How is government reducing wait times for cataract surgery on P.E.I., Green MLA asks
'We have to do better, we're not hitting that benchmark,' says health minister
A Green MLA is asking what government is doing to decrease wait times for cataract surgeries on P.E.I.
Michele Beaton posed the question to Health Minister Ernie Hudson during question period in the legislature Thursday.
She said it's not the first time she's raised the issue. She asked the same question to the previous minister of health in the legislature in 2019, who committed to addressing the problem. Yet, she said wait times have continued to increase.
She said she's heard from a number of people who have experienced the wait times first hand.
"One waited 10 months just to see a specialist and then another year for the surgery. The other, a gentleman in his 80s, waited 14 months for the appointment with the specialist and then almost 13 months for the surgery," Beaton said.
According to the government's website, 90 per cent of patients on P.E.I. received their cataract surgery within 481 days in 2020 — based on data collected from April 1 to Sept. 30. That's increased from roughly 350 days for the same time frame in 2019.
"The previous minister committed to looking into these long wait times and to address them. What has your department done regarding this and has it made any impact?"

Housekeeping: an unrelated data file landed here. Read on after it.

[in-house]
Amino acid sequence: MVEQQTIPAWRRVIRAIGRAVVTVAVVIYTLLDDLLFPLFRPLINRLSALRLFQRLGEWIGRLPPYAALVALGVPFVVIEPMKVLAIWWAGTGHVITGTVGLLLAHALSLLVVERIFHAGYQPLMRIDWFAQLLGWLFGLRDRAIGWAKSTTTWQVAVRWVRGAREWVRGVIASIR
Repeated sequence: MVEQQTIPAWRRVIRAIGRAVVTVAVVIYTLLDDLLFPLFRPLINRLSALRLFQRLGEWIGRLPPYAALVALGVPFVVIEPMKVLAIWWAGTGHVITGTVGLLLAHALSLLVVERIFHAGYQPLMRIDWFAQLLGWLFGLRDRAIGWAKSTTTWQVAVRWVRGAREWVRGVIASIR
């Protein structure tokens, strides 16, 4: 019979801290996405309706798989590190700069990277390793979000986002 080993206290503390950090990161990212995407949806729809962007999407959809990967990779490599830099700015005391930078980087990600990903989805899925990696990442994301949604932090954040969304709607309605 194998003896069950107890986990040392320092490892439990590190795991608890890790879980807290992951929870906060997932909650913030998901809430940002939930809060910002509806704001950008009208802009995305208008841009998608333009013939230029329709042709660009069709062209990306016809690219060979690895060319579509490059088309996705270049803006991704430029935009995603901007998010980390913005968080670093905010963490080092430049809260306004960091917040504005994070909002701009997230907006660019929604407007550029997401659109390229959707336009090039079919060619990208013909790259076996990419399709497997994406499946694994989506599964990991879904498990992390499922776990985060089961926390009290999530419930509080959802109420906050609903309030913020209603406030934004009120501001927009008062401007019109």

'We have to do better'
Hudson said the province's benchmark is to get wait times down to 112 days.
"We have to do better, we're not hitting that benchmark," Hudson said.
He said demand for cataract surgery has also been on the rise, increasing by about 30 per cent last year.
"But that Mr. Speaker does not mean that we can't do better and that we must do better."
According to the Department of Health and Wellness, P.E.I. has a complement of five full-time equivalent ophthalmology positions, which are being filled by a combination of full- and part-time ophthalmologists. Currently four ophthalmologists offer a full scope of practice on the Island, which includes surgical and non-surgical care.
Beaton told CBC News she would like the province to look into whether additional ophthalmology supports are available and work to recruit more ophthalmologists to the Island. But, in the meantime she'd like to see government explore other ways to bring wait times down.
"We have a lot of catch up to do and my suggestion would be that we need to start looking at methods such as paying for Islanders to go off-Island to get their surgery at least to clear the backlog," she said.
"So that seniors are living with clear eyesight and able to drive and have a quality of life that they deserve."
Hudson said he's already spoken to staff about referring patients to facilities outside of P.E.I. and it is being considered.